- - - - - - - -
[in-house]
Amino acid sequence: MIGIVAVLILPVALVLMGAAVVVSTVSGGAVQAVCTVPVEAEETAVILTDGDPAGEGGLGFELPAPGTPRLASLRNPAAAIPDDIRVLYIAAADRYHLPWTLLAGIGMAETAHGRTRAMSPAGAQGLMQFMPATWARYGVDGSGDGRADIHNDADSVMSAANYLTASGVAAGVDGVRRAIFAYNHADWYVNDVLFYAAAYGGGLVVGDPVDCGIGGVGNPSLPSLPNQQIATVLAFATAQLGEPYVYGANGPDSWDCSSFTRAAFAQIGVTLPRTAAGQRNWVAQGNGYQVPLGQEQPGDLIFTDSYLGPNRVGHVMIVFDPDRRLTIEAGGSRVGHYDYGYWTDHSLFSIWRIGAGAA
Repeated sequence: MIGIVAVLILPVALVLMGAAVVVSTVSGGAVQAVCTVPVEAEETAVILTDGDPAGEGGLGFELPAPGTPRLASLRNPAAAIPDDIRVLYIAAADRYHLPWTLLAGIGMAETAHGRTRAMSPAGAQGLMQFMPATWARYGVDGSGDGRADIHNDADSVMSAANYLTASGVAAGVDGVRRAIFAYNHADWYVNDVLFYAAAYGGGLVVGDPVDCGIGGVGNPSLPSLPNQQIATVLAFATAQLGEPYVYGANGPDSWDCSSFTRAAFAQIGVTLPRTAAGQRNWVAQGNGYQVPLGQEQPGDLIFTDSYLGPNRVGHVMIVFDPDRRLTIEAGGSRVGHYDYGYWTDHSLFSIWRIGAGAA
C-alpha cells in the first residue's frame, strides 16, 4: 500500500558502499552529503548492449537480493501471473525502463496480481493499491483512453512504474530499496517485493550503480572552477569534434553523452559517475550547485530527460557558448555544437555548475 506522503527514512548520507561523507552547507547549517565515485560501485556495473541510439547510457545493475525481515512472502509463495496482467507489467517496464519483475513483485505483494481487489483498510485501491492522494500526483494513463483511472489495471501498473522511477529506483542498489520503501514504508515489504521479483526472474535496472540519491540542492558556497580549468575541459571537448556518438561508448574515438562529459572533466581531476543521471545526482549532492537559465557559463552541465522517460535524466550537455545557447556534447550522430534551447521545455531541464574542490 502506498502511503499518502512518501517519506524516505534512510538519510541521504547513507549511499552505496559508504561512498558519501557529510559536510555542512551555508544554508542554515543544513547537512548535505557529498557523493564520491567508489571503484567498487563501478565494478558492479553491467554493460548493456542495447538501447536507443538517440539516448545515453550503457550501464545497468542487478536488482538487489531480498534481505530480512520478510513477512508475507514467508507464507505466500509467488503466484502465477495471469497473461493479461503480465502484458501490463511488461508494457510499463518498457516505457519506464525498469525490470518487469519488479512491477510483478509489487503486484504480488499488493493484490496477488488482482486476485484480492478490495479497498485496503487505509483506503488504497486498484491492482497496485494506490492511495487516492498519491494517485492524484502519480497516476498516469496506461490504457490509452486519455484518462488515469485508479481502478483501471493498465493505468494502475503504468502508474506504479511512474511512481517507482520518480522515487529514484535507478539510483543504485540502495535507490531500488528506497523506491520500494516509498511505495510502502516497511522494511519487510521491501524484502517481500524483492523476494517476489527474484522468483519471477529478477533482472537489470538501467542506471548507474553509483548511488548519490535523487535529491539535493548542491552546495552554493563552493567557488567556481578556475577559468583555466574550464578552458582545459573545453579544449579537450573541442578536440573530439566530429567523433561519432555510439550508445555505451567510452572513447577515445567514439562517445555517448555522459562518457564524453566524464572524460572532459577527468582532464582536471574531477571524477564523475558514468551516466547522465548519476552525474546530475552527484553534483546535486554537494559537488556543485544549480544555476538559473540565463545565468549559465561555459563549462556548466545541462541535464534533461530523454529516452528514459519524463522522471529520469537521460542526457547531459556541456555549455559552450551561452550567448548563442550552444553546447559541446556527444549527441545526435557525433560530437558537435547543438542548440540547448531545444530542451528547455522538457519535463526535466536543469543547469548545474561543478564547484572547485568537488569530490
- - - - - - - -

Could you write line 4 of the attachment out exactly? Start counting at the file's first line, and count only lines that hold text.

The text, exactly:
C-alpha cells in the first residue's frame, strides 16, 4: 500500500558502499552529503548492449537480493501471473525502463496480481493499491483512453512504474530499496517485493550503480572552477569534434553523452559517475550547485530527460557558448555544437555548475 506522503527514512548520507561523507552547507547549517565515485560501485556495473541510439547510457545493475525481515512472502509463495496482467507489467517496464519483475513483485505483494481487489483498510485501491492522494500526483494513463483511472489495471501498473522511477529506483542498489520503501514504508515489504521479483526472474535496472540519491540542492558556497580549468575541459571537448556518438561508448574515438562529459572533466581531476543521471545526482549532492537559465557559463552541465522517460535524466550537455545557447556534447550522430534551447521545455531541464574542490 502506498502511503499518502512518501517519506524516505534512510538519510541521504547513507549511499552505496559508504561512498558519501557529510559536510555542512551555508544554508542554515543544513547537512548535505557529498557523493564520491567508489571503484567498487563501478565494478558492479553491467554493460548493456542495447538501447536507443538517440539516448545515453550503457550501464545497468542487478536488482538487489531480498534481505530480512520478510513477512508475507514467508507464507505466500509467488503466484502465477495471469497473461493479461503480465502484458501490463511488461508494457510499463518498457516505457519506464525498469525490470518487469519488479512491477510483478509489487503486484504480488499488493493484490496477488488482482486476485484480492478490495479497498485496503487505509483506503488504497486498484491492482497496485494506490492511495487516492498519491494517485492524484502519480497516476498516469496506461490504457490509452486519455484518462488515469485508479481502478483501471493498465493505468494502475503504468502508474506504479511512474511512481517507482520518480522515487529514484535507478539510483543504485540502495535507490531500488528506497523506491520500494516509498511505495510502502516497511522494511519487510521491501524484502517481500524483492523476494517476489527474484522468483519471477529478477533482472537489470538501467542506471548507474553509483548511488548519490535523487535529491539535493548542491552546495552554493563552493567557488567556481578556475577559468583555466574550464578552458582545459573545453579544449579537450573541442578536440573530439566530429567523433561519432555510439550508445555505451567510452572513447577515445567514439562517445555517448555522459562518457564524453566524464572524460572532459577527468582532464582536471574531477571524477564523475558514468551516466547522465548519476552525474546530475552527484553534483546535486554537494559537488556543485544549480544555476538559473540565463545565468549559465561555459563549462556548466545541462541535464534533461530523454529516452528514459519524463522522471529520469537521460542526457547531459556541456555549455559552450551561452550567448548563442550552444553546447559541446556527444549527441545526435557525433560530437558537435547543438542548440540547448531545444530542451528547455522538457519535463526535466536543469543547469548545474561543478564547484572547485568537488569530490